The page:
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A masked worker walks behind a hiring sign on his way into the Dover Cliffs long term care home in Port Dover, Ont. on Nov. 13, 2020.

Frank Gunn/The Canadian Press

Canada’s streak of job gains is at risk of ending.

On Friday, Statistics Canada will publish employment figures for December, revealing the impact of some new restrictions aimed at reducing COVID-19 infections. The median forecast from economists is that 30,000 jobs were shed last month and the unemployment rate climbed to 8.7 per cent from 8.5 per cent.

A decline in employment would be the first since April, ending a seven-month streak of gains that clawed back around 80 per cent of pandemic job losses.

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“We’ve seen very solid momentum, as far as the [economic] recovery,” said Robert Both, a macro strategist at TD Securities. However, “the breadth of these [new] restrictions, and the fact that they’re being applied to more populous regions, are going to make it much more difficult to sustain a positive trend in the employment picture.”

Jobs market heading for a Christmas crash

Friday’s report is likely the start of a grim winter. Statscan surveyed households on labour conditions between Dec. 6 and 12. After that point, lockdowns intensified in various parts of the country, with all of Ontario moving into a partial shutdown on Boxing Day.

Quebec on Wednesday announced the latest iteration of its lockdown, which includes a provincewide curfew and grocery stores closing at 7:30 p.m. Eastern Time. Those measures will last four weeks, starting Saturday.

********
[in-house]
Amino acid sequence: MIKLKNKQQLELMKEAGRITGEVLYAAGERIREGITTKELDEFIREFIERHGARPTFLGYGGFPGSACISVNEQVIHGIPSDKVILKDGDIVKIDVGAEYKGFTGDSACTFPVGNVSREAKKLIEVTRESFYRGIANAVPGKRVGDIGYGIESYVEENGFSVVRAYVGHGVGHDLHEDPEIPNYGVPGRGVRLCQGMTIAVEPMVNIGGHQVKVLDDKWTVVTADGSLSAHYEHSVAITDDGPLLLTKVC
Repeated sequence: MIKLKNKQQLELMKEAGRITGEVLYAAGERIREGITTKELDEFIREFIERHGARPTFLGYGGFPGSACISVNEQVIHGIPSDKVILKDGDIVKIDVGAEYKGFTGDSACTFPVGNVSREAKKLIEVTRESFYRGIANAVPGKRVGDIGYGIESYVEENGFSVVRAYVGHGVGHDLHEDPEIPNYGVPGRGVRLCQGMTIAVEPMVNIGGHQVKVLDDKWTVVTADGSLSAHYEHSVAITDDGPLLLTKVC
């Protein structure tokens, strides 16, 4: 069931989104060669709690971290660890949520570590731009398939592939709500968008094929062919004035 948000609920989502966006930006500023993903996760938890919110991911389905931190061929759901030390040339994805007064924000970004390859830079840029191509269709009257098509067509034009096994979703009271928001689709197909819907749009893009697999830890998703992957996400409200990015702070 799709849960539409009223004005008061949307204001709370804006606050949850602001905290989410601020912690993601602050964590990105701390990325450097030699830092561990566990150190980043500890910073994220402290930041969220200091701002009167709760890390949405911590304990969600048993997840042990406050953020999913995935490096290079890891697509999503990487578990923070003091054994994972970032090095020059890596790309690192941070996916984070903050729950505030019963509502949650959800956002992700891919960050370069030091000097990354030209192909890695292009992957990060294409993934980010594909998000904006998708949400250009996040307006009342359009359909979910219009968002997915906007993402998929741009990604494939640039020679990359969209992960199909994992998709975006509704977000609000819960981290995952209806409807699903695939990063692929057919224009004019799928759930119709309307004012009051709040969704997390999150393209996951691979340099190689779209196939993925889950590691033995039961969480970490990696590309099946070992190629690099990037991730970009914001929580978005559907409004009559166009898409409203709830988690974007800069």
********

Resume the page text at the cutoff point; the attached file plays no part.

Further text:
“There certainly will be another shoe to drop in January,” Mr. Both said. (TD Securities has pencilled in a loss of 125,000 jobs in December, the bleakest forecast.)

Another complication is education. Several provinces have delayed the reopening of classrooms in 2021, opting to have children log on to virtual classrooms from home. During the first wave, the shuttering of schools and daycare had a sizeable impact on parents’ work hours, and mothers in particular.

“Many jobs don’t have the benefit of being able to do them online and from home while [parents are] supervising their kids,” said Derek Holt, head of capital markets economics at Bank of Nova Scotia, in a client note. “Think front-line workers, for one example, who get hit by the double whammy of having to deliver care in-person while their kids are sent home.”

At the same time, the second wave is unlikely to have as severe a labour effect as the first. For one, more sectors are permitted to stay open, while government support programs – notably, to subsidize employee wages – have been in place for months.

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There’s “more ability for some employers to at least put things on pause, but not totally shut down,” said Brendon Bernard, economist at hiring site Indeed Canada.

Despite the winter chill, many employers want to hire. Job listings on Indeed are essentially even compared with a year ago, with particular strength in nursing, warehousing and construction. “In many areas of the economy, a lot of employers are looking to 2021 and planning ahead, out of this dark winter that we’re in,” Mr. Bernard said.

In the interim, many jobless Canadians are relying on income support.

Statscan said last month that a record 1.4 million people were receiving jobless benefits in October through a revamped Employment Insurance program that began to process new claims again. Meantime, another 1.4 million have received the Canada Recovery Benefit. (Those programs replaced the Canada Emergency Response Benefit.)

To a large degree, the labour market’s path will hinge on getting the coronavirus under control and widespread distribution of vaccines, which is off to a rocky start.

“As long as there’s progress on vaccine rollouts, there’s some reason for optimism,” Mr. Bernard said.

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